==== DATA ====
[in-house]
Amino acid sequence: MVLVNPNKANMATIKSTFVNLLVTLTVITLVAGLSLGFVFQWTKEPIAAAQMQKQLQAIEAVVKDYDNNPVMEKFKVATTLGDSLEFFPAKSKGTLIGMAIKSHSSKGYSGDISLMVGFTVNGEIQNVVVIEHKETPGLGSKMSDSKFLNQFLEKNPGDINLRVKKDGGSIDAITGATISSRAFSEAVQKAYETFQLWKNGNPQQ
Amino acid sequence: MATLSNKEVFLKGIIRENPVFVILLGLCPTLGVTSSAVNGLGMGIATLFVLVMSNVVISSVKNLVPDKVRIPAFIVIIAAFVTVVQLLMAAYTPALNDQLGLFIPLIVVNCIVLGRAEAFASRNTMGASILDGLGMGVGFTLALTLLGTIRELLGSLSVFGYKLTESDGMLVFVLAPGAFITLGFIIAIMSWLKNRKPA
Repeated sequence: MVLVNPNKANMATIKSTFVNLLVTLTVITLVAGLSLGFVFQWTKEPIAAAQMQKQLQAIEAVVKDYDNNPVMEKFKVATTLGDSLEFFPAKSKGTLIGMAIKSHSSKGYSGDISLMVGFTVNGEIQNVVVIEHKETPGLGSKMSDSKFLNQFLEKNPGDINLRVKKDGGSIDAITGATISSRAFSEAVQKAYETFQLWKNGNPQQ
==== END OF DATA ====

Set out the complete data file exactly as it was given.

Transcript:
[in-house]
Amino acid sequence: MVLVNPNKANMATIKSTFVNLLVTLTVITLVAGLSLGFVFQWTKEPIAAAQMQKQLQAIEAVVKDYDNNPVMEKFKVATTLGDSLEFFPAKSKGTLIGMAIKSHSSKGYSGDISLMVGFTVNGEIQNVVVIEHKETPGLGSKMSDSKFLNQFLEKNPGDINLRVKKDGGSIDAITGATISSRAFSEAVQKAYETFQLWKNGNPQQ
Amino acid sequence: MATLSNKEVFLKGIIRENPVFVILLGLCPTLGVTSSAVNGLGMGIATLFVLVMSNVVISSVKNLVPDKVRIPAFIVIIAAFVTVVQLLMAAYTPALNDQLGLFIPLIVVNCIVLGRAEAFASRNTMGASILDGLGMGVGFTLALTLLGTIRELLGSLSVFGYKLTESDGMLVFVLAPGAFITLGFIIAIMSWLKNRKPA
Repeated sequence: MVLVNPNKANMATIKSTFVNLLVTLTVITLVAGLSLGFVFQWTKEPIAAAQMQKQLQAIEAVVKDYDNNPVMEKFKVATTLGDSLEFFPAKSKGTLIGMAIKSHSSKGYSGDISLMVGFTVNGEIQNVVVIEHKETPGLGSKMSDSKFLNQFLEKNPGDINLRVKKDGGSIDAITGATISSRAFSEAVQKAYETFQLWKNGNPQQ